20 months after World Cup glory Boks offer a mood jab that can lift SA again

Liam Del Carme Sports reporter
A file photo of South Africa's Siya Kolisi celebrating with the Webb Ellis trophy with his teammates after winning the Rugby World Cup in Japan in November 2019.
A file photo of South Africa's Siya Kolisi celebrating with the Webb Ellis trophy with his teammates after winning the Rugby World Cup in Japan in November 2019.
Image: Childs/File Photo/File Photo

As always‚ the collective mood in South Africa is in need of a lift.

It was the case 20 months ago when the Springboks surged to Rugby World Cup glory in Japan‚ and the country is again in need of distraction from daily travail and outright peril.

Springbok captain Siya Kolisi and his team don’t have vaccines to offer but they have a fast-acting‚ if temporary‚ antidote for the pall that has descended over the country and they are desperate to administer it when they run out against Georgia at Loftus Versfeld on Friday.

Picking up where they left off in the World Cup final exactly 20 months ago is the shot in the arm Kolisi hopes will lift mood and spirit.

“With everything that has been happening it will help some people. When we play on weekends it normally brings a good feeling in the country‚” said the Bok captain.

“There are a lot of people struggling but hopefully we can put a smile on people’s faces.

“People are going through a tough time. We are still privileged and fortunate to do what we love.”

The Springboks may be cocooned in their bio-bubble but they are not oblivious to the plight of so many.

“We are kept informed‚” reassured Kolisi about the impact of the pandemic.

“We’ve been staying in and working as hard as we can on the field. We wanna stay safe and have an opportunity to play. We are doing our bit.”

As a team the Springboks are also desperate to deliver a performance worthy of world champions.

In the lead-up to the 2019 final they were imbued with confidence and the cohesion and commitment to the cause with which they went about their business was easy to see.

They are craving that winning feeling.

“Management did their best to get us ready for this‚” said Kolisi.

“We have adapted to new ways of doing things.

“It is awesome to have so many guys from the World Cup group. In the alignment camp we were able to spend time together and see the game plan.”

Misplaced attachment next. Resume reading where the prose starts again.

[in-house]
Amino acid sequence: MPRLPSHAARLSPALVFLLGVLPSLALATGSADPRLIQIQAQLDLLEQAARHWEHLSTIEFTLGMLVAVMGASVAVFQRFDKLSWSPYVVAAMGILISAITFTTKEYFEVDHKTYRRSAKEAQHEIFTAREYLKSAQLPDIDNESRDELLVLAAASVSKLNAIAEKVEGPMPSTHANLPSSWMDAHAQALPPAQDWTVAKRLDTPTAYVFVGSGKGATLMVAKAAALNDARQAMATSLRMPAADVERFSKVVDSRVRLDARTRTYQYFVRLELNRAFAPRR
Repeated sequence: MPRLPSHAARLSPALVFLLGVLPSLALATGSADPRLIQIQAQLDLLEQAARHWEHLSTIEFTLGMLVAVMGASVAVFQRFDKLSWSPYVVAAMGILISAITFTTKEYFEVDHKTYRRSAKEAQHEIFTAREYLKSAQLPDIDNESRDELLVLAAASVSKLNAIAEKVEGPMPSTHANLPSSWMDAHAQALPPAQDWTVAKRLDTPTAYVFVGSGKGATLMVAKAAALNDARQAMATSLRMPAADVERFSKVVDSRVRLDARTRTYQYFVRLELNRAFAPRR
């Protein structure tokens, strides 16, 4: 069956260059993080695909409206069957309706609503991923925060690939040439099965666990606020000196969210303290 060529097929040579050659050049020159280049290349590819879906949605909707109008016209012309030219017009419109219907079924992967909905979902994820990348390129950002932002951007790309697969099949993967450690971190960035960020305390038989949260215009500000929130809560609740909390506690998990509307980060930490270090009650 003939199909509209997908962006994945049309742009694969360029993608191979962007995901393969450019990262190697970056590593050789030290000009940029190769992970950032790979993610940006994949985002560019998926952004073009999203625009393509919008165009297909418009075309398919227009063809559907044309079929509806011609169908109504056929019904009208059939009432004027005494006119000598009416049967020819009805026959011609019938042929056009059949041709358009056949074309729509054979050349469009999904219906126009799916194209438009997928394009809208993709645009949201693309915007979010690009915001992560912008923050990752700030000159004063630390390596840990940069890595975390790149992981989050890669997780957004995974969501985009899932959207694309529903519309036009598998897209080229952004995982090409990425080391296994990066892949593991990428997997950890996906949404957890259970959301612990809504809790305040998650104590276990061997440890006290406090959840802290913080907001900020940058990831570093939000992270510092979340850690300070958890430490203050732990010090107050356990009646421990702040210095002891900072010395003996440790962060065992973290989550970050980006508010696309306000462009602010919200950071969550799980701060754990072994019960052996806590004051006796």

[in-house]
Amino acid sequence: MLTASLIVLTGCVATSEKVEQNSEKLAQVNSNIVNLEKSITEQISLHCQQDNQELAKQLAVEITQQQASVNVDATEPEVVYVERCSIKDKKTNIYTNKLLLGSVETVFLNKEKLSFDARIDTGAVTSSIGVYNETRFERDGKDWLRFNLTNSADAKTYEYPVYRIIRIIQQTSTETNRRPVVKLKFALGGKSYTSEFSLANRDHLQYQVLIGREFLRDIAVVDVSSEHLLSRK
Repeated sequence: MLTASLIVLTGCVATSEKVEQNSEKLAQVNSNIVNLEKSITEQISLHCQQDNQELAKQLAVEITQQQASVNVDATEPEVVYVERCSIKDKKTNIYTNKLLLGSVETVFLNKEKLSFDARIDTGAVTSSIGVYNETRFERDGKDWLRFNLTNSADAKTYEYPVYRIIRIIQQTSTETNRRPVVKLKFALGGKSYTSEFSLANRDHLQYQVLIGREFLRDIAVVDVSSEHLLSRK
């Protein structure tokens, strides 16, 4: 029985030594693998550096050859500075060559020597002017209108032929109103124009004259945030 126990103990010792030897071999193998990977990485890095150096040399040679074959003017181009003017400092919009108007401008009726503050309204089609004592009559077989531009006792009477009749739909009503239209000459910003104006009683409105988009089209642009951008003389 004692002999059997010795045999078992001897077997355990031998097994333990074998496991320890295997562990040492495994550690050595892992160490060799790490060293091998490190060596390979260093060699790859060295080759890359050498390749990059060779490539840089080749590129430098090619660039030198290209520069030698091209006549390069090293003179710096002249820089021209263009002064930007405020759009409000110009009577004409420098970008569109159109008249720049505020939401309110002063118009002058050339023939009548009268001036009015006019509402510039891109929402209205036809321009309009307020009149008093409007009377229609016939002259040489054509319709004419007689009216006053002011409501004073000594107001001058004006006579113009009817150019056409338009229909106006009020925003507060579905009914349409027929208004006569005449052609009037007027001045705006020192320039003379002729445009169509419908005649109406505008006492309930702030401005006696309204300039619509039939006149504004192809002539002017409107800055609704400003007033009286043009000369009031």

Although Jacques Nienaber took over head coach duties from Rassie Erasmus the Bok blueprint has largely remained the same.

“The game plan hasn’t changed much.

"There are tweaks here and there. We will need physicality and work rate‚ things you don’t need talent for. We are still looking for warriors‚” Kolisi said.

It was a point underlined by assistant coach Mzwandile Stick.

“There are certain things we can’t change. There are certain things we can’t neglect.

“Physicality is part of our DNA. We normally have big physical forwards. We won’t drift away from that‚” said Stick.

He reminded that Nienaber and Erasmus had come a long way and shared similar values and thought processes to the game.

“Jacques was part of the system since 2018. The players know his voice‚ from when he was defence coach. Not a lot has changed.

“The working relationship between myself Rassie‚ Jacques and Felix Jones is the same. The only changes are two forwards coaches‚ Deon Davids and Daan Human‚ who are new.”

Although Georgia are their initial hurdle Kolisi is enthused and energised by the knowledge that the British & Irish Lions have arrived.

The prospect of playing them is all the more real.

“It is exciting to know they are here. Everything is going ahead. We take things as they come.

“It is special. I remember watching it (the 2009 series).

"I was still at school. It is an amazing feeling. Some of our legends didn't get that chance to play against the Lions. The guys are super-excited‚” said Kolisi.